Police opposed bail calling accused ‘manipulative, controlling’

On April 22, Mr Pusey was pulled over by Leading Senior Constable Lynette Taylor and First Constable Glen Humphris for allegedly driving his Porsche at 149 kilometres per hour on the Eastern Freeway.

Two other officers — Senior Constable Kevin King and Constable Joshua Prestney — arrived on the scene and were standing in the emergency lane.

Moments later a refrigerated truck veered into and killed all four officers.

The truck’s driver, Mohinder Singh, has since been charged over their deaths.

Constable Glen Humphris, Senior Constable Kevin King, Leading Senior Constable Lynette Taylor and Constable Joshua Prestney were killed in the crash on April 22.(Supplied: Victoria Police)

Mr Pusey has been in custody since April and today applied for bail.

But police opposed his application, raising fears that Mr Pusey would endanger the safety and welfare of the public.

Detective Senior Constable Aaron Price, of the Homicide Squad, told the court that Mr Pusey had an “absolute disregard for the emotion of other people”.

“He’s a manipulative, controlling man,” Senior Constable Price said.

“The accused picks and chooses which laws he wishes to follow.

“When he clashes with people … he resorts to all sorts of tactics, mainly harassment, verbal abuse, intimidation.

“He’s threatened to kill people in relation to unpaid water bills.”

Trial won’t happen until 2022, Pusey’s lawyer says

Senior Constable Price also raised concerns about Mr Pusey’s alleged penchant to speed, telling the court that he paid thousands for anti-speed devices to be installed in his car.

“My concerns are that the accused does have a tendency to enjoy driving fast in what I would describe as flashy cars,” Senior Constable Price said.

But Mr Pusey’s barrister, Dermot Dann QC, said his client could be facing a delay of up to three years before he is able to go to trial.

He said Mr Pusey would be willing to effectively subject himself to home detention if he was granted bail.

“The fact is … the best that this man is looking at is … 2022,” Mr Dann said.

But Crown Prosecutor Robyn Harper told the court that while she accepted there were “substantial delays”, any sentence Mr Pusey was facing would still be longer than his time in custody.

Magistrate Bakos will make a decision on his bail application on Friday.

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Palmerston woman Andrea Groening, 25, jailed for killing son, friend in crash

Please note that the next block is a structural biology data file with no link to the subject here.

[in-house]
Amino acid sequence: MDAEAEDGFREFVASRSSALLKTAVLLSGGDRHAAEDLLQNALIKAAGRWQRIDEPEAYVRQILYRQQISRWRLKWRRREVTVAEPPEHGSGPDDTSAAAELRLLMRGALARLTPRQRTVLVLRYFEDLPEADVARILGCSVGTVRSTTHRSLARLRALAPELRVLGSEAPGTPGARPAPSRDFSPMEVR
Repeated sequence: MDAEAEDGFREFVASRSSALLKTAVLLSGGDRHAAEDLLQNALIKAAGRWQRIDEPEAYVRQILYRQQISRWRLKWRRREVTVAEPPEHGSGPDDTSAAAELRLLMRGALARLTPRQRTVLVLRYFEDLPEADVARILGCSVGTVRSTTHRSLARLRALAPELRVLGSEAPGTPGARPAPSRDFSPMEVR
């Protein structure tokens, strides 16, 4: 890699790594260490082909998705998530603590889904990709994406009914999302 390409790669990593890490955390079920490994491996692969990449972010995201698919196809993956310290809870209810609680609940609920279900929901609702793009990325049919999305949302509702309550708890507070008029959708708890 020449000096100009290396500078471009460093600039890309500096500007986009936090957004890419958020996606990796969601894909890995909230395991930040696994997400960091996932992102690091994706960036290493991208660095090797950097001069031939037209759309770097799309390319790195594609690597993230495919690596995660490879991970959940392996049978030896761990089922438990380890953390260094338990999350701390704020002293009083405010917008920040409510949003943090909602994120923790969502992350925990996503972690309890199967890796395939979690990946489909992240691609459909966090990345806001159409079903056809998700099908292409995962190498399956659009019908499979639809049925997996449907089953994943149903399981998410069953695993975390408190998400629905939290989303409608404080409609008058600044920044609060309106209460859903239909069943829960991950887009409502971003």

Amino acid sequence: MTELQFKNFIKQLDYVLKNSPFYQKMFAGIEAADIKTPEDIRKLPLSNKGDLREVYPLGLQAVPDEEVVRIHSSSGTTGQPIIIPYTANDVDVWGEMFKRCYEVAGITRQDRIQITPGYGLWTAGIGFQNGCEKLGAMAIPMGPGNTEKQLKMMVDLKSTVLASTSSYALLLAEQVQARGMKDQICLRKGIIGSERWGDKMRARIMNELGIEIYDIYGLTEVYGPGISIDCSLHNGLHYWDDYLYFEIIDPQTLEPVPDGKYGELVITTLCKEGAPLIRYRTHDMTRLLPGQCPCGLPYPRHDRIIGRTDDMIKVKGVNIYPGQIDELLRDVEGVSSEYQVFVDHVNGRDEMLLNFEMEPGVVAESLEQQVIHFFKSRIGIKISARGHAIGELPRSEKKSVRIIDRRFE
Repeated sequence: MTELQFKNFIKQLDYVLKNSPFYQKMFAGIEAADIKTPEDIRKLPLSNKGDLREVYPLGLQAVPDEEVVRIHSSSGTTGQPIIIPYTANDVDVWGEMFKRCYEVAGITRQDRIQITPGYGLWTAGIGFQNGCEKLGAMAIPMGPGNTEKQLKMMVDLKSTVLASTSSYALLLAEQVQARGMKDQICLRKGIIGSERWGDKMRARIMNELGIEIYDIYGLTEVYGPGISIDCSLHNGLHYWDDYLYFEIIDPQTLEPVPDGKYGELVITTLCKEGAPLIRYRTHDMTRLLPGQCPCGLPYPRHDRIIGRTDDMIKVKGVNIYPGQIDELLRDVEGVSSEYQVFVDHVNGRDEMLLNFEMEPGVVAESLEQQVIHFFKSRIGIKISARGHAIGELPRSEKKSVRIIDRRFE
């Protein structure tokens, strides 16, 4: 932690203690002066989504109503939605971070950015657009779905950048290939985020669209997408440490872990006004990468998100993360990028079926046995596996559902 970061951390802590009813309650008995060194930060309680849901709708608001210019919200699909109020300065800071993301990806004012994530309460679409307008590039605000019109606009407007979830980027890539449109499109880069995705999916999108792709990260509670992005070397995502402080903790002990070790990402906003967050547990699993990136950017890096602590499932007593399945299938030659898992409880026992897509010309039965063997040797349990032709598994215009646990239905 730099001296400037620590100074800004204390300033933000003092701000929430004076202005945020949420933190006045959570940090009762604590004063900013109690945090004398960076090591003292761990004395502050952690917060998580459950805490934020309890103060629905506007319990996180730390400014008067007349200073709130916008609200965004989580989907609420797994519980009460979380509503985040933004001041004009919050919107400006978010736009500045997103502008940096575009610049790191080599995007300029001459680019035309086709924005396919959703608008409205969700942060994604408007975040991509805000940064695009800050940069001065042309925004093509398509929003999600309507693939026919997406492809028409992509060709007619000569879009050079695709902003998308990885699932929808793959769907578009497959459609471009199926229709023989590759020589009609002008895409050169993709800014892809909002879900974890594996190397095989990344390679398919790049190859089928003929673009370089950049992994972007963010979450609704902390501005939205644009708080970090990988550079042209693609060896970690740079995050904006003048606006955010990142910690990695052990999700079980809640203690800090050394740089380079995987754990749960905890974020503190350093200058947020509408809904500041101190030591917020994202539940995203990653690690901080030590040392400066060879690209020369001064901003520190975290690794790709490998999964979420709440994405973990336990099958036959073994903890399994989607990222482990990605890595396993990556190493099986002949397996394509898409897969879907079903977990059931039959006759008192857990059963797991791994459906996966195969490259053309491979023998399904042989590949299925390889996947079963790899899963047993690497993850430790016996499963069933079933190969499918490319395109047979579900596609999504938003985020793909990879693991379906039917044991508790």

The extended family of a seven-year-old boy who was killed in a crash caused by his mother, who was drunk and drug-affected at the time, have expressed anger over the sentence she has been served.

Andrea Groening, 25, was sentenced to prison in the Northern Territory Supreme Court in Darwin this morning on two charges of dangerous driving causing death and one of dangerous driving causing serious harm.

Groening’s seven-year-old son Mehali Groening-Pastrikos and friend Wade Williams were both killed in the crash on Tiger Brennan Drive in May 2019, while the driver of the other vehicle suffered serious injuries.

Groening received a sentence of four years and two months, to be suspended after 12 months.

In sentencing, Acting Justice Dean Mildren said: “In my opinion, your moral culpability is high.”

Tiger Brennan Drive was closed for hours after the crash.(ABC Darwin: Mitchell Abram)

The single mother from Palmerston — who was drunk and high on cannabis at the time of the crash — was granted a discount to her sentence because she entered an early guilty plea, had no prior convictions and demonstrated what the judge described as “genuine remorse” over the crash.

The court heard she was found to be “unsuitable” for a sentence of home detention.

Groening also has two surviving daughters aged two and four years old.

The court heard Groening had “yet to come to terms” with the death of her son and Mr Williams.

“[Groening has] a sense of emotional numbness … but there’s a sadness beginning to emerge,” the judge said.

Relatives say sentence too light

Relatives of the young boy killed in the crash said they believed the sentence did not reflect the crime’s severity.

In a statement read out after the court proceedings, Mehali’s paternal grandfather Michael Pastrikos said the sentence “will never be enough”.

“This was a completely avoidable, selfish act, that has given us so much grief and suffering,” Mr Pastrikos said.

Family of the young victim outside court.
Relatives of the young victim are unhappy with the court verdict.(ABC News: Tiffany Parker)

Another relative, John Zagorianos, said he had wanted to see more time in prison for Groening.

“What sort of justice is that?

“If you knew how it is to lose someone who we cherished, only then you can understand what grief we’re going through.

“This is a lifetime event for us — and she gets 12 months.”

Groening’s ‘tough’ family history

In his sentencing remarks, Acting Justice Mildren recounted the offender’s “tough” personal background.

The court heard about Groening’s tumultuous upbringing with a mother suffering from serious drug and alcohol problems.

“[She was] a hardcore drug user who would sleep for days,” Acting Justice Mildren said.

Groening met the father of her son Mehali while both were teenage students at Palmerston High School.

Mehali was removed from her care when she was 16 years old, but the court heard that order expired when Groening turned 20.

Mahali's grandfather Michael Pastrikos reads a statement to the media.
Mehali’s paternal grandfather Michael Pastrikos says he is disappointed with the sentence.(ABC News: Tiffany Parker)

The boy’s extended family today said they believed the Territory Families Department should have removed him from his mother’s care prior to the crash.

“We hope the events today trigger a review of Territory Families for their involvement in Mehali’s death,” said Mr Pastrikos.

“He should not have been in that car. He should not have been in her care.

Groening’s sentence was backdated due to time spent in custody to September this year.

Territory Families has been contacted for comment.